Chest compression (CC) is an infrequent event (0.08%) in newborns delivered at near-term and term gestation, and occurs at a higher frequency (10%) in preterm deliveries. In addition, outcome studies of deliveries requiring resuscitation or chest compression have reported high rates of mortality and neurodevelopmental impairment in surviving children. A respiratory function monitor (RFM) can help guide a resuscitator during cardiopulmonary resuscitation (CPR) in a neonate and help assess the quality and efficacy of chest compression. Utilizing a non-invasive respiratory function monitor during chest compression may decrease high mortality rates in addition to having many distinct advantages, which will benefit both the newborn and the resuscitators. There are several different ways that a respiratory function monitor can assist a resuscitator during chest compression; these include confirming and ensuring adequate lung ventilation, analyzing the efficacy and quality of chest compression and exhaled CO2 monitoring.
Part of the book: Respiratory Management of Newborns
Two to three million newborn infants worldwide need extensive cardiopulmonary resuscitation (CPR), and approximately one million of these infants die annually worldwide. Therefore, resuscitation techniques require further refinement to provide better outcomes. To investigate the effectiveness of various interventions and to understand the pathophysiology and pharmacology of neonatal CPR, it is important to have animal models that reliably reproduce features observed in neonates who require resuscitation. Herein, we describe an experimental animal model in newborn piglets that simulates neonatal asphyxia and enables us to examine resuscitation interventions, reoxygenation, and recovery processes. The newborn piglet has several advantages including similar development to a human fetus at 36–38 week’s gestation, and comparable body systems and body size, allowing for surgical instrumentation, monitoring, and collection of biological samples. Furthermore, using this model of neonatal asphyxia, we are also able to describe an increasingly important clinical situation in the laboratory setting—pulseless electrical activity (PEA). Since the integration of electrocardiogram into the neonatal resuscitation guidelines, there has been an increased awareness of PEA in newborn infants. The animal model we describe can therefore serve as a valuable tool to bridge the knowledge gap and improve the outcome of asphyxiated newborns in the delivery room.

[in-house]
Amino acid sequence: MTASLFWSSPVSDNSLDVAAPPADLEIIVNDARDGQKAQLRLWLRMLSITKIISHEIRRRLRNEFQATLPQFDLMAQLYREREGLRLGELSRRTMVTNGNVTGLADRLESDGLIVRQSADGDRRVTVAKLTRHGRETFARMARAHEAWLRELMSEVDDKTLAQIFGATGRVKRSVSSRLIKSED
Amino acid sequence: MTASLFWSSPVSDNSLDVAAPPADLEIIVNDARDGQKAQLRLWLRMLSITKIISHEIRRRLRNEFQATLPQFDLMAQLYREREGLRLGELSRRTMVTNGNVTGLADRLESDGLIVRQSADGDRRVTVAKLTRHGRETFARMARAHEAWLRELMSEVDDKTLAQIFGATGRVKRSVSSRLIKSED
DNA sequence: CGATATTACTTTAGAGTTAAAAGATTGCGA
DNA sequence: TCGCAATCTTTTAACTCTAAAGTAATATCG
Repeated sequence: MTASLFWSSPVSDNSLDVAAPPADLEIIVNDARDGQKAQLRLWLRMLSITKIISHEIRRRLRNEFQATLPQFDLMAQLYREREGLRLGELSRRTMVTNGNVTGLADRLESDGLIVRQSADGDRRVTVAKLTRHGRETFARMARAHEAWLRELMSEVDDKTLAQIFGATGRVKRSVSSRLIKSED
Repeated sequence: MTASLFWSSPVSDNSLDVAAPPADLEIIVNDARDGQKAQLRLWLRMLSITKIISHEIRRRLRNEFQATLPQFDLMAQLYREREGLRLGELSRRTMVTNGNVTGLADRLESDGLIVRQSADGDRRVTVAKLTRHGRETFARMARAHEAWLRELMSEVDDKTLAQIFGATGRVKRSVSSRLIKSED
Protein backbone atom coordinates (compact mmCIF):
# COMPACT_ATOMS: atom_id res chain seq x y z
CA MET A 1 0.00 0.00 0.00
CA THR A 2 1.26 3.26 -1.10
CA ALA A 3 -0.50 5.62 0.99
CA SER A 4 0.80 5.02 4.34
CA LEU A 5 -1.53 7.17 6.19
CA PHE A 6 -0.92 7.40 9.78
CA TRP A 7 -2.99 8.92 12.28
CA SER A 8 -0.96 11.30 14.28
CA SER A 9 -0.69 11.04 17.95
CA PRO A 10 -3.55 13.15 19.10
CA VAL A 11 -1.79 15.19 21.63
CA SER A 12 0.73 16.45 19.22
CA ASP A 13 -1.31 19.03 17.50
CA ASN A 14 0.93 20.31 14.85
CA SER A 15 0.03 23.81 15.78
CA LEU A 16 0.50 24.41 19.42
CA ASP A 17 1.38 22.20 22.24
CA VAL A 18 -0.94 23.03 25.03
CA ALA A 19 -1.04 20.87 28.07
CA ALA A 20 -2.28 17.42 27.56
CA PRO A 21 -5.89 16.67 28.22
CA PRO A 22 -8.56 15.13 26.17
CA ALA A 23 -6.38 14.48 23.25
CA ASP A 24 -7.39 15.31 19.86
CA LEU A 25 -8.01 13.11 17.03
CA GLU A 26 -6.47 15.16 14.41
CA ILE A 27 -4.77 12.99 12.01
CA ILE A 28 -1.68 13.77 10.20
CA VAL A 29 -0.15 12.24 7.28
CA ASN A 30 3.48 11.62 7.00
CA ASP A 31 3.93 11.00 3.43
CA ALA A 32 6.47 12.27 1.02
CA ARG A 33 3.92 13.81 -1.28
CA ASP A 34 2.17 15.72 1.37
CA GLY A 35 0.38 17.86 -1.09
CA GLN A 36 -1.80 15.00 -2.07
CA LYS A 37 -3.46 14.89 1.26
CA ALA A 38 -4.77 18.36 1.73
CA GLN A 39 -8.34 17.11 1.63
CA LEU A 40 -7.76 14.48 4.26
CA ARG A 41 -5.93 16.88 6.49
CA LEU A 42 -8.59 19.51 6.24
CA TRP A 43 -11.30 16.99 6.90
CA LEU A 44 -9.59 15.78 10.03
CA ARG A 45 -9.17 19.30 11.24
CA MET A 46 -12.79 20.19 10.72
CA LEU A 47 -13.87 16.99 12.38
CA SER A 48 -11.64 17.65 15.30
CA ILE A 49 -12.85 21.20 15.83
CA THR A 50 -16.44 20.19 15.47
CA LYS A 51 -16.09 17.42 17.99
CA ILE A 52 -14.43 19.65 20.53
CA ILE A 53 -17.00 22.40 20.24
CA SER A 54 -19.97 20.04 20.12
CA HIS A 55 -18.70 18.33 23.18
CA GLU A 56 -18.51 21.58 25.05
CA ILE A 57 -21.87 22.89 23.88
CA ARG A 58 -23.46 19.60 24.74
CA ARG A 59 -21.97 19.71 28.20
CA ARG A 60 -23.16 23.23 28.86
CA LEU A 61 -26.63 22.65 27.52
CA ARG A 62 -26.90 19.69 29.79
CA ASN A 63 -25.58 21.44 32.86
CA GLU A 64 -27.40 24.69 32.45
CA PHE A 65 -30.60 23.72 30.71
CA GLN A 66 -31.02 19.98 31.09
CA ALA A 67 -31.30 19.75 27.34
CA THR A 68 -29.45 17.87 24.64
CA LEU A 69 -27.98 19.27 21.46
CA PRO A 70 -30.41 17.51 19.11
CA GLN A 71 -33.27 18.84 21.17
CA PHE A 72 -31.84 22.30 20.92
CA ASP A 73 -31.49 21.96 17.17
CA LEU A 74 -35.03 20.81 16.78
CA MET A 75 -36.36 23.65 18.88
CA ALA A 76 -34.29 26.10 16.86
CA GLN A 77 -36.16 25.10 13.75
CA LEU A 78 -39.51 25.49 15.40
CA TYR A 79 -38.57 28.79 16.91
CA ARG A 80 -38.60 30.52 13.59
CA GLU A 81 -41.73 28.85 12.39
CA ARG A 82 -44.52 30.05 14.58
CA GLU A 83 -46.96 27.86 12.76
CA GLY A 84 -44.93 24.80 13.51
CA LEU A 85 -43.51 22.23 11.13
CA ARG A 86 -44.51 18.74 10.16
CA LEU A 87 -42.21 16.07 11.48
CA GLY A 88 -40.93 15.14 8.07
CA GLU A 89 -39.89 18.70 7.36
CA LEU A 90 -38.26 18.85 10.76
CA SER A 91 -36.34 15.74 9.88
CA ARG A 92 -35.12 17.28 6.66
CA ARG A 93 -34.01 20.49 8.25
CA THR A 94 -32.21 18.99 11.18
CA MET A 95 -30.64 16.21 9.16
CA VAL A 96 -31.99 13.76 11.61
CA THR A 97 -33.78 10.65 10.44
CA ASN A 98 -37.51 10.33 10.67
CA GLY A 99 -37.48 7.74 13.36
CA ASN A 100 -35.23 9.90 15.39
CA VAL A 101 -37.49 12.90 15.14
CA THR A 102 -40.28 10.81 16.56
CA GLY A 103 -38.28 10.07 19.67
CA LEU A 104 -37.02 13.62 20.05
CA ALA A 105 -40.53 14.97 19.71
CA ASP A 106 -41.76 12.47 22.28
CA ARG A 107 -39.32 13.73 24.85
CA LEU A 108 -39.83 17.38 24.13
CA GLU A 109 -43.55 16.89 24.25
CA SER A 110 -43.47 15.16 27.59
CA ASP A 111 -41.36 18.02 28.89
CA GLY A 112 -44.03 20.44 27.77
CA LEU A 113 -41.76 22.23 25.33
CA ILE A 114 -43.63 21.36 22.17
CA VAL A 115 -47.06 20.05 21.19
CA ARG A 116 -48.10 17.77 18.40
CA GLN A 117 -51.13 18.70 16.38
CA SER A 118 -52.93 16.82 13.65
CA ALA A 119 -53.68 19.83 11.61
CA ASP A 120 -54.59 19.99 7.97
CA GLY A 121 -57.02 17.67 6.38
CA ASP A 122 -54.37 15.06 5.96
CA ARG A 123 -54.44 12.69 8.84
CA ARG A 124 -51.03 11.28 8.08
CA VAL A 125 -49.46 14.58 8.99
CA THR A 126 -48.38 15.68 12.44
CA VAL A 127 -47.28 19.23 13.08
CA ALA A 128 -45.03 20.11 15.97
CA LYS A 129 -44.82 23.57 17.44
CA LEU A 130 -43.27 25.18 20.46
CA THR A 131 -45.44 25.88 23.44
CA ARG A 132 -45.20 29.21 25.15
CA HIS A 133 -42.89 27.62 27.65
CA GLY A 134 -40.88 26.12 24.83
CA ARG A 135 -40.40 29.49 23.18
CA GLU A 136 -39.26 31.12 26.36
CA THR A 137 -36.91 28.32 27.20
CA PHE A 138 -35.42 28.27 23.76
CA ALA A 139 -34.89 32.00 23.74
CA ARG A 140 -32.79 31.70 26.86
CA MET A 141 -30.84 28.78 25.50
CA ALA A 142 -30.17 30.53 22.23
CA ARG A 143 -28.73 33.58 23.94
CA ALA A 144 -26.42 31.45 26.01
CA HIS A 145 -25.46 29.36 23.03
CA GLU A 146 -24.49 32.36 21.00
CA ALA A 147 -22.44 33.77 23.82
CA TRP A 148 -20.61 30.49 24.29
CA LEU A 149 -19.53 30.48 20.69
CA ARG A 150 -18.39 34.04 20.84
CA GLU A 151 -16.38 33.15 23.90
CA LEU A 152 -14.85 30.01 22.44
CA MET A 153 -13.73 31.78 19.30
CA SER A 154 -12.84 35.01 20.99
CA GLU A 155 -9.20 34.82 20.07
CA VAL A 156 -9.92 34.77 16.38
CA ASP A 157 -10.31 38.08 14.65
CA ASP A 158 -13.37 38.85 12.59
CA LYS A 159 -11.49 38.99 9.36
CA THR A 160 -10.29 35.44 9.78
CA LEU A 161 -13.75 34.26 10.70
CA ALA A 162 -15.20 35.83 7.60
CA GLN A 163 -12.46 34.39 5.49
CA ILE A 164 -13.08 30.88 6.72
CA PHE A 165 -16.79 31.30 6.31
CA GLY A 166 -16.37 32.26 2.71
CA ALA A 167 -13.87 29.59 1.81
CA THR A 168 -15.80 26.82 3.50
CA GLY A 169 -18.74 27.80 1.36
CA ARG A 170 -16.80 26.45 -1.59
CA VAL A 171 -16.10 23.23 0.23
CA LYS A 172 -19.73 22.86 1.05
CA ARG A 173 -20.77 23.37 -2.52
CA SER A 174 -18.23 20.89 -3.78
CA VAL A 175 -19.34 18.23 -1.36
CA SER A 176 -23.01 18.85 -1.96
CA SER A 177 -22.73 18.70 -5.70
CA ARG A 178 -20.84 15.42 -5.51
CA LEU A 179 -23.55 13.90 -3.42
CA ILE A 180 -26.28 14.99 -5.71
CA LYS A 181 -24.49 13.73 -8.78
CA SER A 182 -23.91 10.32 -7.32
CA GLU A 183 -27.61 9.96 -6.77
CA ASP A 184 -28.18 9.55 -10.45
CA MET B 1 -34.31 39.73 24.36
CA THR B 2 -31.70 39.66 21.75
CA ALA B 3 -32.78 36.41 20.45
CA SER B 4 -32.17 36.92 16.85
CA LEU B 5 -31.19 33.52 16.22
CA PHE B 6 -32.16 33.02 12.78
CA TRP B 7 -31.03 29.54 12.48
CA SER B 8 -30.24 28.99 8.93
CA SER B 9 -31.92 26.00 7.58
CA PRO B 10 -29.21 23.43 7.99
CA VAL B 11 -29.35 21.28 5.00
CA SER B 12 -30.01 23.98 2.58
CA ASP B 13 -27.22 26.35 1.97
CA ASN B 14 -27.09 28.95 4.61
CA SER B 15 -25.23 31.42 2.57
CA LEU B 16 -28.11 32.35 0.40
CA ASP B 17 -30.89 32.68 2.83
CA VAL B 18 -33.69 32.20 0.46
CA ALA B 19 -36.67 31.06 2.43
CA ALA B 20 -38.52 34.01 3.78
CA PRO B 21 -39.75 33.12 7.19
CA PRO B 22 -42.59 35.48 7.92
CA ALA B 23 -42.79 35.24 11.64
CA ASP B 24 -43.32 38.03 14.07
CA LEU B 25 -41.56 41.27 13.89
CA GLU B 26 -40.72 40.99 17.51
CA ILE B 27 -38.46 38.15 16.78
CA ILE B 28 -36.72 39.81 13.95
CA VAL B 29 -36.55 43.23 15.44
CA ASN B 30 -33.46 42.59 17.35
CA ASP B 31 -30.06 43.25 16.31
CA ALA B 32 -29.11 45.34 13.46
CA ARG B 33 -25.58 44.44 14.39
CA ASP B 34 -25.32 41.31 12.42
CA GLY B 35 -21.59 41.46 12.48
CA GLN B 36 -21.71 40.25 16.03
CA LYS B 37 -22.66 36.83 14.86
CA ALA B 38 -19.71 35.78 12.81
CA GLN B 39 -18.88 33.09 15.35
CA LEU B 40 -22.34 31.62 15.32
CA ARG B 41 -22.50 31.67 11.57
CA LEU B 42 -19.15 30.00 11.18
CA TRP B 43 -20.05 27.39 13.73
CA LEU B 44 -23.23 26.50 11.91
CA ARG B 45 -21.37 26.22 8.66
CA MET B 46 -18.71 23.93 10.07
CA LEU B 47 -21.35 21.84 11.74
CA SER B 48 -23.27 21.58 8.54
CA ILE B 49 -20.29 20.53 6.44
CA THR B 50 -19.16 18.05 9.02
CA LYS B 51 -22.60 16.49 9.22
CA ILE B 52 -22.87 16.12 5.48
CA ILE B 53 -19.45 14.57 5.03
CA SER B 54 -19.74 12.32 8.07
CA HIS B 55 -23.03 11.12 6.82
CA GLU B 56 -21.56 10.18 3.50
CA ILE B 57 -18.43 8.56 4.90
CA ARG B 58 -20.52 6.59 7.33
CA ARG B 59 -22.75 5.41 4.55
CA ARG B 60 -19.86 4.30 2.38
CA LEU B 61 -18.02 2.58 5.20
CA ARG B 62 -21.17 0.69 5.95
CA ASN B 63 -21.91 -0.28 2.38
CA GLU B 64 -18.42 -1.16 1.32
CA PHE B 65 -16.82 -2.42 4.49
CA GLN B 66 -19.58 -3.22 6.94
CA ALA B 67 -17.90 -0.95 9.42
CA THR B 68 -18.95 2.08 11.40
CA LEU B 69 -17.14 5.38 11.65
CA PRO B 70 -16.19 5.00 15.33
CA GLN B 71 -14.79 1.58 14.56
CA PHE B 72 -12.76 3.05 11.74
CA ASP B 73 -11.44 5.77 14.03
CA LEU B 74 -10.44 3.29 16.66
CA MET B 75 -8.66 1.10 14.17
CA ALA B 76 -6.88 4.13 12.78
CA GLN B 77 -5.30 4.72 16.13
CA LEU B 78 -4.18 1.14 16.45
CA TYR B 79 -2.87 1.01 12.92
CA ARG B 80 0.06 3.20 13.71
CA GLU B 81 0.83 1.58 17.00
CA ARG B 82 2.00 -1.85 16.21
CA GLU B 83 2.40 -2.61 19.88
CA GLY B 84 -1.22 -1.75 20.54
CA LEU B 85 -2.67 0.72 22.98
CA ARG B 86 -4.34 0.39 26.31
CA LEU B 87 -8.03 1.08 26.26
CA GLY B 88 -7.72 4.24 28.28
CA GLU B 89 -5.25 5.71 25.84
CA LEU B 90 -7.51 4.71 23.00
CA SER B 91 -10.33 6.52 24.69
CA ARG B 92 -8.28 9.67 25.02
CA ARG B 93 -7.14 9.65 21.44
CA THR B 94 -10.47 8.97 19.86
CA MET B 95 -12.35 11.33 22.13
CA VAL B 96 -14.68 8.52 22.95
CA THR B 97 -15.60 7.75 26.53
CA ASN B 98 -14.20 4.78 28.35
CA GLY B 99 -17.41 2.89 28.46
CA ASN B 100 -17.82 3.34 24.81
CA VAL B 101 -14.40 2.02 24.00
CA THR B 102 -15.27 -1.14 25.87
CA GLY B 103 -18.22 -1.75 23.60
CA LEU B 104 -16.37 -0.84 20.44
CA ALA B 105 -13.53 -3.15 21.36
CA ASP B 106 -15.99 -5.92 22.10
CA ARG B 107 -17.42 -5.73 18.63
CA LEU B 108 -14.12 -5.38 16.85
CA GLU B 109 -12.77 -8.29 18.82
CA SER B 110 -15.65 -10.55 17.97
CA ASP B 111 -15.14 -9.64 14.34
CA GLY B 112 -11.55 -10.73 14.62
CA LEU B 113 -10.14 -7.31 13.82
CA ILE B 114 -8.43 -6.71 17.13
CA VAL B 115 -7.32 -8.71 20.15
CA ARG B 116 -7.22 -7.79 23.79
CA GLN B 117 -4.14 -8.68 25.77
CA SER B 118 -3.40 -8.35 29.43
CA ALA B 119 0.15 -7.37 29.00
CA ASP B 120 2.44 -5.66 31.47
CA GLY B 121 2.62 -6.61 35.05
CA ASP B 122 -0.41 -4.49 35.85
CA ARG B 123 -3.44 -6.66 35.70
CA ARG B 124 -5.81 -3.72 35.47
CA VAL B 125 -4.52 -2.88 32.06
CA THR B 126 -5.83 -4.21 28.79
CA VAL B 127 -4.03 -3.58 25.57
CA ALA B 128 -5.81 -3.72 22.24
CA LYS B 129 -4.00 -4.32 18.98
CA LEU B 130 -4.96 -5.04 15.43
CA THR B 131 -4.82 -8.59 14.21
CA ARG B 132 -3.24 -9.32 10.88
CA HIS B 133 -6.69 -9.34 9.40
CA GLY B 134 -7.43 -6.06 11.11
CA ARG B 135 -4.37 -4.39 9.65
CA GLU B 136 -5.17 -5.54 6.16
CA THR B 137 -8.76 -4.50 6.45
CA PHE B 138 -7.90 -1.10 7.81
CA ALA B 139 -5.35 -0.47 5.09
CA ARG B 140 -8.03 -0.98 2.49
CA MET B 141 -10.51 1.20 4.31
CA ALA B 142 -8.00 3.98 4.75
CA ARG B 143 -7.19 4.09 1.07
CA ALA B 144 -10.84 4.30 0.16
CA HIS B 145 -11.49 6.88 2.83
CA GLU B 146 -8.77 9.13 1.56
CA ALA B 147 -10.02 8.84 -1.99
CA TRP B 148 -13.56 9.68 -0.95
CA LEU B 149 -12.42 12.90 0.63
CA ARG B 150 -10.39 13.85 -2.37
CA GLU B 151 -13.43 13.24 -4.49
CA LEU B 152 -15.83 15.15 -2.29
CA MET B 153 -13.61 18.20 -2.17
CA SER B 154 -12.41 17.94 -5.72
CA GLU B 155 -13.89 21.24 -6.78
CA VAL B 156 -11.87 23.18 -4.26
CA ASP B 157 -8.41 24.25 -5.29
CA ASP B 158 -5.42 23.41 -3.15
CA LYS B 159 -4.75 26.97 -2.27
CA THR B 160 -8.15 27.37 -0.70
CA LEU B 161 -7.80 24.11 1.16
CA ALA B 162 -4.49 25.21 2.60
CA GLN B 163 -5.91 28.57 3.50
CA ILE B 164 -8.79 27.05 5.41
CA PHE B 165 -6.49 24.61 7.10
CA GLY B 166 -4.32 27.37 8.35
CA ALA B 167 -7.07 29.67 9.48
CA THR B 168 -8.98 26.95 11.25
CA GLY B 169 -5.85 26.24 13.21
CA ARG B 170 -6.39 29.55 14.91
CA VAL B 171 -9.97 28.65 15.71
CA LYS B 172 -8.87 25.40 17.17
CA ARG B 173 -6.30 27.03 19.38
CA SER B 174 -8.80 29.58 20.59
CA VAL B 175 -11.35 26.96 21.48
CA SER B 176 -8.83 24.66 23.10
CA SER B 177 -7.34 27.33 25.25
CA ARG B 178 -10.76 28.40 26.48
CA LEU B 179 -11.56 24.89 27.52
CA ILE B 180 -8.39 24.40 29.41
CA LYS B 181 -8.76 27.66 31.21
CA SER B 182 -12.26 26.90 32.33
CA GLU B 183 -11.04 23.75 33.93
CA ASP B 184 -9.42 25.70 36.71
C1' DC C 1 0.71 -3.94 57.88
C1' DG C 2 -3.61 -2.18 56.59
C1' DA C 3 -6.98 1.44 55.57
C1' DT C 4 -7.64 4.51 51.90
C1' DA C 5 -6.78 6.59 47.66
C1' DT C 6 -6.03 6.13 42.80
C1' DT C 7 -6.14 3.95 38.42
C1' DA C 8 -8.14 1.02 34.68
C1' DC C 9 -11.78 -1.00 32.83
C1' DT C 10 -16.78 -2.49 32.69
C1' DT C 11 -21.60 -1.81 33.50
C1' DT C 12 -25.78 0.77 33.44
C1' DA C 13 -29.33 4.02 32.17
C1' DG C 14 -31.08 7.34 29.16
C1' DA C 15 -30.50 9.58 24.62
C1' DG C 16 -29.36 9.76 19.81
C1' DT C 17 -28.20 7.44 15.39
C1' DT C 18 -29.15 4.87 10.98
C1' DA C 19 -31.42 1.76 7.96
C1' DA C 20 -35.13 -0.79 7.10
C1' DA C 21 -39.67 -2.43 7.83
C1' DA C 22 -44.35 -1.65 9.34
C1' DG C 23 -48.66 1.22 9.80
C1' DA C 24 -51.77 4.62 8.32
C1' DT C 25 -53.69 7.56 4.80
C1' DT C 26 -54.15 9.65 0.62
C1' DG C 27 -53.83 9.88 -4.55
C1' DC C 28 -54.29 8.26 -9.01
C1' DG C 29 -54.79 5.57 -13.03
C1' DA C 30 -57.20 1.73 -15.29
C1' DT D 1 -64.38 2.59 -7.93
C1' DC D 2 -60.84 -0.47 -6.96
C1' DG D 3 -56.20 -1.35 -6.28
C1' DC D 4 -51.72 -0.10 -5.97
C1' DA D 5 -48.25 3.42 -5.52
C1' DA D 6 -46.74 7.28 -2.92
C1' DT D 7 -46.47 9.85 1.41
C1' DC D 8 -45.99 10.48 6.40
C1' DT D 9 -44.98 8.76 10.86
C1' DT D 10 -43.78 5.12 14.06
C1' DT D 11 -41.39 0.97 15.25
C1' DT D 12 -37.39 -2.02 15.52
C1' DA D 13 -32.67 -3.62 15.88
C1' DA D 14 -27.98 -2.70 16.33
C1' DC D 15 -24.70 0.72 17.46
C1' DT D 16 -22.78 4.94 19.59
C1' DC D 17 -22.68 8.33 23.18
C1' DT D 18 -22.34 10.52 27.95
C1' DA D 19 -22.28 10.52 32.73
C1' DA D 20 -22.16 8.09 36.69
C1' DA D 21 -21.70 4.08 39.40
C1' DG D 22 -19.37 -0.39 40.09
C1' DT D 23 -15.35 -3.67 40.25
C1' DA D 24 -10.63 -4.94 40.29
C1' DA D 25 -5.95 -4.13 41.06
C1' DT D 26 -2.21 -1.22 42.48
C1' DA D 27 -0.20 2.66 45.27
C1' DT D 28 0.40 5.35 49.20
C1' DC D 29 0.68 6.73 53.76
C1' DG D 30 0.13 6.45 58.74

Part of the book: Animal Models in Medicine and Biology